Grayscale Investments has sued the U.S. Securities and Exchange Commission (SEC) barely an hour after the regulatory agency rejected its application to convert its flagship Grayscale Bitcoin Trust product to an exchange-traded fund (ETF).
The SEC rejected Grayscale's application earlier Wednesday, citing concerns about market manipulation, the role of Tether in the broader bitcoin ecosystem and the lack of a surveillance-sharing agreement between a “regulated market of significant size” and a regulated exchange, echoing concerns the regulator has expressed for years in rejecting other spot bitcoin ETF applications.
Grayscale is a subsidiary of CoinDesk parent company Digital Currency Group.
In the filing, Grayscale simply asks the U.S. Court of Appeals for the District of Columbia Circuit to review the SEC's order.
The investment firm announced it was prepared to sue the SEC in the event of a rejection earlier in 2022, saying it would file a proceeding tied to the Administrative Procedures Act. To that end, Grayscale tapped former Solicitor General Don Verrilli, who has experience in APA proceedings.
“Grayscale supports and believes in the SEC’s mandate to protect investors, maintain fair, orderly, and efficient markets and facilitate capital formation – and we are deeply disappointed by and vehemently disagree with the SEC's decision to continue to deny spot Bitcoin ETFs from coming to the U.S. market,” Grayscale CEO Michael Sonnenshein said in a statement Wednesday.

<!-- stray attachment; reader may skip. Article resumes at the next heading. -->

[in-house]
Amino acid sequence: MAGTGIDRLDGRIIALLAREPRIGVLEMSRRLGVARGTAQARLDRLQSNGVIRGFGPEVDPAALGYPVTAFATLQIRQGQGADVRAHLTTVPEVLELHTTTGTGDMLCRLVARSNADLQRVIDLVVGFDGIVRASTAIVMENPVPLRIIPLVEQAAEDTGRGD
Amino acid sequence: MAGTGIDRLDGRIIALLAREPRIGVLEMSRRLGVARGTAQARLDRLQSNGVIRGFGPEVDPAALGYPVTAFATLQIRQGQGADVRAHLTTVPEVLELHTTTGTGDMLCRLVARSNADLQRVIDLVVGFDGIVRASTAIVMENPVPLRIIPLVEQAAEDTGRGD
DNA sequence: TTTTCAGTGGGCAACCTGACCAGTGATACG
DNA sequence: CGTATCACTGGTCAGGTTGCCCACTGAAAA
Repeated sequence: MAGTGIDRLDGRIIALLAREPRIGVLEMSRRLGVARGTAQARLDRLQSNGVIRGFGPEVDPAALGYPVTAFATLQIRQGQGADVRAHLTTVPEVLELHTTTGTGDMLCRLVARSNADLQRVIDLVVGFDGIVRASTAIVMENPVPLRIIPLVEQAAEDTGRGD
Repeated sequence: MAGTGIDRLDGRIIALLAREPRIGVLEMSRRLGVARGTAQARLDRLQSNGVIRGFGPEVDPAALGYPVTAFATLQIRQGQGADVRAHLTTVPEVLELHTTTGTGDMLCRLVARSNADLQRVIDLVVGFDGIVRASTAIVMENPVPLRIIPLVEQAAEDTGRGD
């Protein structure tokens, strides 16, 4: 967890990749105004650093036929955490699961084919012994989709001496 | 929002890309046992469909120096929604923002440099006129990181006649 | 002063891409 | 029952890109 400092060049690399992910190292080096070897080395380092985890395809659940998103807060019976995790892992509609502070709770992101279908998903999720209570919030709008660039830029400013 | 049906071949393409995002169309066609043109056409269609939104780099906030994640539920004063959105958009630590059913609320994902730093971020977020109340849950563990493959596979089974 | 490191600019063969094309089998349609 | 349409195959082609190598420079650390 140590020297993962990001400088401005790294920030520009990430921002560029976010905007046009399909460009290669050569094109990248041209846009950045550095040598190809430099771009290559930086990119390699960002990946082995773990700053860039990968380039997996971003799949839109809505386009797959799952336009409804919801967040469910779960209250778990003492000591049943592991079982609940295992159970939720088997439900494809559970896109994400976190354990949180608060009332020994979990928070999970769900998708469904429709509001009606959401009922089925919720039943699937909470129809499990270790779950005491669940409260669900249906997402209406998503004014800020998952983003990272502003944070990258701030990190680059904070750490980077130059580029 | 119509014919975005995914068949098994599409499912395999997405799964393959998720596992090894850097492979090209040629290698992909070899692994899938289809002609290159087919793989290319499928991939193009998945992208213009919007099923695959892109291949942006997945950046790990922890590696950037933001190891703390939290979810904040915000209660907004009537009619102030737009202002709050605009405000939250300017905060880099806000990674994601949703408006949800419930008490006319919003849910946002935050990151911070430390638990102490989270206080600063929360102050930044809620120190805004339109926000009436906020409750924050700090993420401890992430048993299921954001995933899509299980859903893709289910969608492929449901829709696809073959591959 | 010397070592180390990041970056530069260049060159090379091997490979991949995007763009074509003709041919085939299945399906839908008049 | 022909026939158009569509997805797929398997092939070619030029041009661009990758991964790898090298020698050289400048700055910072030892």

Essentially, the company will argue that the SEC has to allow products that are like other products already trading, in this case bitcoin futures ETFs.
Verrilli told reporters earlier in June that the SEC's approval of futures ETFs indicate the underlying market must be seen as reliable.
“This is a place where common sense has a really important role to play. You've got a situation now in which you have certain kinds of exchange traded funds, one that is focused on bitcoin futures, and the SEC has approved that, the SEC is given it the seal of approval,” he said. “In order to do so it had to make a determination that that giving this approval was consistent with the securities laws, and in particular, that that there wasn't a sufficient underlying risk of fraud and manipulation.”
To date, only a handful of bitcoin futures ETFs have been approved to trade. Spot bitcoin ETFs trade based on the price of bitcoin itself, while futures-based ETFs trade based on the price of CME's bitcoin futures product (which in turn is tied to an index). Bitcoin ETF proponents argue that the futures markets are still based on the underlying spot bitcoin price, while the SEC notes that CME's futures market is regulated by the Commodity Futures Trading Commission (CFTC), a fellow federal agency.
By Nikhilesh De